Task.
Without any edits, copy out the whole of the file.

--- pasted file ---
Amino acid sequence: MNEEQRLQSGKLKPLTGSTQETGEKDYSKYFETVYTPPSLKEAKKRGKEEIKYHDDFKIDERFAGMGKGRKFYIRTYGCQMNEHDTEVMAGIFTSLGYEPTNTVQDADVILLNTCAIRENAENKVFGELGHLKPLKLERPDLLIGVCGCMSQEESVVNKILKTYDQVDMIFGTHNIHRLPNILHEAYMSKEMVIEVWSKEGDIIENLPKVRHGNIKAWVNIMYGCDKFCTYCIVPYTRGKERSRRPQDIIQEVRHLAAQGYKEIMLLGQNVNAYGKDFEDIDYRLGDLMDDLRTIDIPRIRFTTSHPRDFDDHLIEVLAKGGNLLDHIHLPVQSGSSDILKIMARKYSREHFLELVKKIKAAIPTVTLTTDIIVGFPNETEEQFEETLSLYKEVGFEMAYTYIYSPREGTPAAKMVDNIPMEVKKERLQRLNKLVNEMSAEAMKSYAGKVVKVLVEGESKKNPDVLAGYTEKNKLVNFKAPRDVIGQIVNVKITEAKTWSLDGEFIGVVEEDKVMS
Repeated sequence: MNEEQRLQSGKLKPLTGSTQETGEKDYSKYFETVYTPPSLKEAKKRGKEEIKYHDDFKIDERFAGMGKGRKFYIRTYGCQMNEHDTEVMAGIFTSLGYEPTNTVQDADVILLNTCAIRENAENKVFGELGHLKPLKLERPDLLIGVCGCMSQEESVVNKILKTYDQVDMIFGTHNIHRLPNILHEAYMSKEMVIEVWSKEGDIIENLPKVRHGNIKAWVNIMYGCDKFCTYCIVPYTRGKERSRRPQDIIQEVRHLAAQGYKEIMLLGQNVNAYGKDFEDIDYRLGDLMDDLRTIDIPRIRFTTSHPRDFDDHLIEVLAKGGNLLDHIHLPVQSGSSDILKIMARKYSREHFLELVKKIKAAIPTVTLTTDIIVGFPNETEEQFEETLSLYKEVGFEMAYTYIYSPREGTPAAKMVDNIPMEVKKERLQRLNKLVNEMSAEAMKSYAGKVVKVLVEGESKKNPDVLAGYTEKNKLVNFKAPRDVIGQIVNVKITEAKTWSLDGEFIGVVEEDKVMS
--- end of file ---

Amino acid sequence: MNEEQRLQSGKLKPLTGSTQETGEKDYSKYFETVYTPPSLKEAKKRGKEEIKYHDDFKIDERFAGMGKGRKFYIRTYGCQMNEHDTEVMAGIFTSLGYEPTNTVQDADVILLNTCAIRENAENKVFGELGHLKPLKLERPDLLIGVCGCMSQEESVVNKILKTYDQVDMIFGTHNIHRLPNILHEAYMSKEMVIEVWSKEGDIIENLPKVRHGNIKAWVNIMYGCDKFCTYCIVPYTRGKERSRRPQDIIQEVRHLAAQGYKEIMLLGQNVNAYGKDFEDIDYRLGDLMDDLRTIDIPRIRFTTSHPRDFDDHLIEVLAKGGNLLDHIHLPVQSGSSDILKIMARKYSREHFLELVKKIKAAIPTVTLTTDIIVGFPNETEEQFEETLSLYKEVGFEMAYTYIYSPREGTPAAKMVDNIPMEVKKERLQRLNKLVNEMSAEAMKSYAGKVVKVLVEGESKKNPDVLAGYTEKNKLVNFKAPRDVIGQIVNVKITEAKTWSLDGEFIGVVEEDKVMS
Repeated sequence: MNEEQRLQSGKLKPLTGSTQETGEKDYSKYFETVYTPPSLKEAKKRGKEEIKYHDDFKIDERFAGMGKGRKFYIRTYGCQMNEHDTEVMAGIFTSLGYEPTNTVQDADVILLNTCAIRENAENKVFGELGHLKPLKLERPDLLIGVCGCMSQEESVVNKILKTYDQVDMIFGTHNIHRLPNILHEAYMSKEMVIEVWSKEGDIIENLPKVRHGNIKAWVNIMYGCDKFCTYCIVPYTRGKERSRRPQDIIQEVRHLAAQGYKEIMLLGQNVNAYGKDFEDIDYRLGDLMDDLRTIDIPRIRFTTSHPRDFDDHLIEVLAKGGNLLDHIHLPVQSGSSDILKIMARKYSREHFLELVKKIKAAIPTVTLTTDIIVGFPNETEEQFEETLSLYKEVGFEMAYTYIYSPREGTPAAKMVDNIPMEVKKERLQRLNKLVNEMSAEAMKSYAGKVVKVLVEGESKKNPDVLAGYTEKNKLVNFKAPRDVIGQIVNVKITEAKTWSLDGEFIGVVEEDKVMS